Manti Te'o was one of the biggest names in college sports last year. The Notre Dame Linebacker finished second in voting for the 2012-2013 Heisman trophy and is projected to go high in the first round at the NFL draft.
Te'o was not only a force on the field but also gained some acclaim for incidents that occurred off the field. During this past season Manti received word that his grandmother and girlfriend had both passed away, six hours apart. Undeterred, Manti played the next game for Notre Dame and was a star in a 20-3 upset of Michigan State.
Inspirational, right? Well, hold onto your Rudy hats and Coach Carter DVDs. It looks like Manti was flubbing the truth about the events surrounding the Michigan game.
Deadspin reports that although Manti's grandmother did pass away, his girlfriend did not. In fact, his girlfriend might not have ever existed.
Let's take a step back. Manti's girlfriend was supposedly named Lennay Kekua and was a Stanford student. The South Bend Tribune even wrote an article about the young couple in which it said they met while in college. The Tribune reported that Lennay was multi-lingual and had a knack for music.
The two met in 2009 but did not start going out until 2012. That is when Lennay's story line gets somewhat blurry. Somewhere in 2012 she gets into a car accident, then somewhere in 2012 she gets leukemia and then on September 12 she dies. Te'o did not attend the funeral because (as reported by the LA Times) Kekua insisted that Te'o never should miss a game.
That all sounds sweet until you actually go into some investigation of who Lennay REALLY is. There is no Social Security record of Lennay Kekua. There is no record in the registrar that Kekua ever attended Stanford. There is no announcement of her passing or obituary in the Stanford student paper. On top of that, there is no record of her birth on file.
So with the exception of some Twitter posts and Instagram pictures, Lennay Kekua never existed.
Here is where the story gets even weirder. Notre Dame released a statement today:
Notre Dame Statement: Manti Te’o
On Dec. 26, Notre Dame coaches were informed by Manti Te’o and his parents that Manti had been the victim of what appears to be a hoax in which someone using the fictitious name Lennay Kekua apparently ingratiated herself with Manti and then conspired with others to lead him to believe she had tragically died of leukemia. The University immediately initiated an investigation to assist Manti and his family in discovering the motive for and nature of this hoax. While the proper authorities will continue to investigate this troubling matter, this appears to be, at a minimum, a sad and very cruel deception to entertain its perpetrators.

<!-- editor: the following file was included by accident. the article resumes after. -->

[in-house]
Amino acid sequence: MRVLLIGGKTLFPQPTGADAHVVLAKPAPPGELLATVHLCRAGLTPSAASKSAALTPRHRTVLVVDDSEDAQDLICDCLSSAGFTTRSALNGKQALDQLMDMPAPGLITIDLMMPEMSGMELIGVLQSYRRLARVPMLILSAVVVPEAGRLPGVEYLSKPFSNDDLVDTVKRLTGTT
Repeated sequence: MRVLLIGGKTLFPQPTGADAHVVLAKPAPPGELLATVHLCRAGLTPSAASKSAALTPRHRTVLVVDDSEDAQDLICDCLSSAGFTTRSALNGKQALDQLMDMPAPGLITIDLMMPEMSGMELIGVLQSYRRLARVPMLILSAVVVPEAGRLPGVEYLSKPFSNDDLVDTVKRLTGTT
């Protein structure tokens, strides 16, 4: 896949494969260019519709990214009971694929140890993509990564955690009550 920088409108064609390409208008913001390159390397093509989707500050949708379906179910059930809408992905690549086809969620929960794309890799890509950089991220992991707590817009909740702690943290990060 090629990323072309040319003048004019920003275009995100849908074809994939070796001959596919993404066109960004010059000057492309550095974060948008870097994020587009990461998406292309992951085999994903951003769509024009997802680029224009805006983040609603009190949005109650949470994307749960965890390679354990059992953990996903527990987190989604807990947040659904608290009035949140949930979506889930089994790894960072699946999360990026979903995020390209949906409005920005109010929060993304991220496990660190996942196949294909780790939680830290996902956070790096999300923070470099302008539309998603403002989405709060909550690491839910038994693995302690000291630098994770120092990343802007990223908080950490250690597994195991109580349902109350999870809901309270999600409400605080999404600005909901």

University Spokesman | Assistant Vice President
So the choice is yours. You can believe that Manti was duped by some random girl who lived under the alias of Lennay Kekua for three years without Manti so much as thinking it was weird that he never met her family and had to say "Lennay, Can you pass the milk?" five times before she would realize he was talking to her OR you can believe he is full o' crap.
I am tempted to go with the latter.
I wonder how Twitter is taking the news:
What the hell manti teo? #famewhore
— Chelsea Kerr (@ChelseaLKerr) January 16, 2013
@mteo_5 how's your girlfriend?
— Sam Nassar (@SamNassar23) January 16, 2013
Deadspin just ruined Manti Teo's April Fools joke.
— D McKerr (@BoilerDmac) January 16, 2013
You got a lot of issues sir @mteo_5
— Christian Gange (@cgange44) January 16, 2013
Clearly fans are pissed at Manti, and I guarantee that NFL teams are taking notice of Te'o's antics.
Manti released a statement today addressing the hoax, claiming that his Internet affair with an imaginary women made him a duped victim, not a fraud:
This is incredibly embarrassing to talk about, but over an extended period of time, I developed an emotional relationship with a woman I met online. We maintained what I thought to be an authentic relationship by communicating frequently online and on the phone, and I grew to care deeply about her.
To realize that I was the victim of what was apparently someone's sick joke and constant lies was, and is, painful and humiliating.
It further pains me that the grief I felt and the sympathies expressed to me at the time of my grandmother's death in September were in any way deepened by what I believed to be another significant loss in my life.
I am enormously grateful for the support of my family, friends and Notre Dame fans throughout this year. To think that I shared with them my happiness about my relationship and details that I thought to be true about her just makes me sick. I hope that people can understand how trying and confusing this whole experience has been.
In retrospect, I obviously should have been much more cautious. If anything good comes of this, I hope it is that others will be far more guarded when they engage with people online than I was.
Fortunately, I have many wonderful things in my life, and I'm looking forward to putting this painful experience behind me as I focus on preparing for the NFL Draft.
At the end of the day, Te'o was a dominant NCAA player with a huge NFL upside. On one side, he might be the victim of a "Catfish-esque" hoax. On the other side, he might be a terrible person who faked the death of his cancer-ridden fake girlfriend.
Will this affect Te'o's draft spot? Will teams be willing to risk a roster spot on him? Before you say, "Nah, he is still a good player, I can't imagine a team passing on him," think again. I doubt coaches like Bill Belichick would take a risk on him. On the other hand, Rex Ryan...
Did Te'o know that Lennay was fake or was he the victim of a hoax? Let us know what you think in the comment section below.